Even this wizard of words thinks there might have been some magic behind the journey to bring his epic fantasy novels to the small screen.
Famed author Terry Brooks, 71, says he is as shocked as anyone that after nearly 40 years, his “Shannara” fantasy series has finally been turned into a TV show, set to debut on MTV on Jan. 5 at 10 p.m.
“It’s astonishing, I’ve spent almost a whole lifetime in this world,” Brooks told the Daily News. “It’s like time finally caught up with me after all these years.”
Like the books it’s based on, MTV’s “The Shannara Chronicles,” a “Lord of the Rings”-type of series is set thousands of years in the future after civilization as we know it has been destroyed in a nuclear holocaust.
In its place elves, humans, trolls and other species have risen to inhabit a world they call the Four Lands and live peacefully in a preindustrial, sword and sorcery fashion.
Monsters? Check. Wizards? Check. Creepy bad guys and gutsy heroes? Check. There’s even some powerful magical talismans called elfstones to bind them all.
Elf princess Amberle Elessedil (Poppy Drayton), half-elf Wil Ohmsford (Austin Butler) and thief turned hero Eretria (Ivana Baquero) are characters in MTV’s new “The Shannara Chronicles.”
What’s most unexpected about the series is how it’s on MTV, a channel better known for programming like “The Real World” than one set in a fantasy realm. But MTV has been changing.
As it struggles to hold on to fickle young viewers, the former music-only channel has found modest success with scripted dramas like “Teen Wolf” and “Scream.”
And with HBO’s “Game of Thrones” growing into a global phenom, it’s understandable that MTV hopes to conjure up a similar following aimed at younger viewers.
“Fantasy has become such a ubiqutious, omnipresent force in all of entertainment that everybody is looking for something in this field,” says Brooks.
The new series is closely based on Brooks’ 1983 best-seller, “The Elstones of Shannara.” If it is successful, future seasons are likely to parallel other novels in the series. So far he’s written close to 30 “Shannara” books.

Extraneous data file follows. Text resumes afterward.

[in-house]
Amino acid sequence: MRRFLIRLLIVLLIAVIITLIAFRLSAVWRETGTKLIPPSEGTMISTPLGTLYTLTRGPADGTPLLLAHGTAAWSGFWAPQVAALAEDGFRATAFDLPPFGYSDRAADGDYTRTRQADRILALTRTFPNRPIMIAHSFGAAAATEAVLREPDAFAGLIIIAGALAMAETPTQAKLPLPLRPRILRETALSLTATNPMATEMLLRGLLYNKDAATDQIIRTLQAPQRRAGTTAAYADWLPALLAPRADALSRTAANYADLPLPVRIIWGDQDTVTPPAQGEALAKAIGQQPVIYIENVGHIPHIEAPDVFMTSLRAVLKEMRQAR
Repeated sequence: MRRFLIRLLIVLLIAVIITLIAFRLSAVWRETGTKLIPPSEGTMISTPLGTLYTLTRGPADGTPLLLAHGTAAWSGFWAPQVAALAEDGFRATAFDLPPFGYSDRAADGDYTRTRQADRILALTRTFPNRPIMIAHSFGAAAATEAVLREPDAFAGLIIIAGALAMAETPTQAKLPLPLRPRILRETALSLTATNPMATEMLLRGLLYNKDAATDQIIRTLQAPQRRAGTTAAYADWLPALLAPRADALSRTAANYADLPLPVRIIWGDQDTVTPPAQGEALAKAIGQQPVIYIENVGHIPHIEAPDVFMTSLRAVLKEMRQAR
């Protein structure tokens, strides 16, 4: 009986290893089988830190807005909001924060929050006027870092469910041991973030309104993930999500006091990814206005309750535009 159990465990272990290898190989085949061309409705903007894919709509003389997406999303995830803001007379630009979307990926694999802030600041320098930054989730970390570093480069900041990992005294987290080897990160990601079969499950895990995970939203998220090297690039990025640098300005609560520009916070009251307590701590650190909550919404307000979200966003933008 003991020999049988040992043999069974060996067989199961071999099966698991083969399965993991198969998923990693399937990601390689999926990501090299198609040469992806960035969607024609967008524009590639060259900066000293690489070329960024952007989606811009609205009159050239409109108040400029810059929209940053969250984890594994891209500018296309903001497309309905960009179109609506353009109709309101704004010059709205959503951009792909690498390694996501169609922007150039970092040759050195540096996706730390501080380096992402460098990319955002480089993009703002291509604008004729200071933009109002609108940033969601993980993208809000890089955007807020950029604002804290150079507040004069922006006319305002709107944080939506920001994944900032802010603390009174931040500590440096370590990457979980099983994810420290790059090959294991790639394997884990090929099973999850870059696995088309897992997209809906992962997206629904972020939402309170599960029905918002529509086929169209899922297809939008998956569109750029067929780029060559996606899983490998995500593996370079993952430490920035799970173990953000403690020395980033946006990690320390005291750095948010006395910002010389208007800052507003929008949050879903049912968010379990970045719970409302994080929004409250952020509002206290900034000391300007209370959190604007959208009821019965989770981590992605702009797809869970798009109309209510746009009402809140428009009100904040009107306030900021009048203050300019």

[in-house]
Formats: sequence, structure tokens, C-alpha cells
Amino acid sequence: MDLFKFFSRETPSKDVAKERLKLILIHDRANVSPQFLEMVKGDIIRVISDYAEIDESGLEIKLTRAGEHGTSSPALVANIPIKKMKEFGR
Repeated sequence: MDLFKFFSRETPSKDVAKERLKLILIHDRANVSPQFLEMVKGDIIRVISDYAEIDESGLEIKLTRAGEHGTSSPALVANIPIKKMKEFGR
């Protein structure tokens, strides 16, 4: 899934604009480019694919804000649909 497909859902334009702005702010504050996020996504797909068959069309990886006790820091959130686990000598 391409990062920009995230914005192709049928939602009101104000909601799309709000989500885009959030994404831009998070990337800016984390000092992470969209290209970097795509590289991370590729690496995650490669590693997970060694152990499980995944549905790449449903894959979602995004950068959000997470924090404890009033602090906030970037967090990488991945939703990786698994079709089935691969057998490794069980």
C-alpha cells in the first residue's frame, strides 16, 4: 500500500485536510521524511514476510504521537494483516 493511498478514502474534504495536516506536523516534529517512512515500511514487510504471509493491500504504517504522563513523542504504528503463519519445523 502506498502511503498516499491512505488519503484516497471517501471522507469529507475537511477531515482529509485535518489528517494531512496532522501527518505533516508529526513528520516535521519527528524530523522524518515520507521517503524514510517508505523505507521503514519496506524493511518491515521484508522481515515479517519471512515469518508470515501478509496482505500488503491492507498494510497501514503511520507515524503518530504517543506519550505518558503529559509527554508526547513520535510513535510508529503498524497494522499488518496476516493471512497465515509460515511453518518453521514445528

Manu Bennett plays the Druid Allanon in MTV’s “The Shannara Chronicles.”
“And I’ve got more in me,” he says. “I know how it all ends, it’s just a matter of writing it,” Brooks says. Noting that he’s quite healthy, Brooks adds that he’s never been fond of leaving the series in the hands of a different author to finish.
“I’m fine, but I’ve been at this for a while,” he says. “I plan to write the ending to the ‘Shannara’ books myself in the next few years.”
Meanwhile, the new TV series stars Austin Butler, Poppy Drayton and Ivana Baquero as three unlikely allies pitted against an evil, demonic force that is bent on destroying the world.
Brooks admits that given the teenaged audience MTV hopes to attract, producers infused the love triangle between the three main characters in “Elfstones” — half elf Wil Ohmsford, elven princess Amberle Elessedil and the kind-hearted sexy thief, Eretria — with a shot of brooding, supernatural “Twilight”-style hormones.
The author says he had no problem with the move.
A demon called a Fury wreaks havoc in MTV’s “The Shannara Chronicles”
“When I wrote that book I was telling a story about three young people caught up in a non-traditional love story. None of the things were there that you would find in most fantasy-themed love stories,” says Brooks.
“Given that, I felt like it was completely fine for (the producers) to expand on that. The heart of the story is the relationship between those three and the question of what they’re willing to sacrifice,” he says.
“As it turns out that brooding element is integral to the story — they want to keep their audience and their audience is young. Frankly, I took this story to MTV because I wanted to recapture that young audience. Young readers don’t know me the way they used to so this was a logical jump and a logical place for ‘Shannara’ to land,” says Brooks.
There were other changes made during the adaptation process that Brooks believes help move the story along.
“There are deviations from the books,” says Brooks. “But deviations are OK — all I told them (producers) was, ‘just don’t screw over the story.’ “
The Dagda Mor, a powerful evil Demon that seeks to destroy all things good in MTV’s “The Shannara Chronicles”
The makers of the show, “were very respectful of that,” says Brooks. “Every time I had an objection we worked it through and they pretty much went along with what I suggested was necessary — it was overall a very satisfying experience.”
Watching “Shannara” is also pretty satisfying.
Although at times it might seem like “Game of Thrones” light, the makers of the show use their 10-episode season wisely to develop complex characters and a rich, layered fantasy world.
“I hope people like it,” says Brooks. “I do.”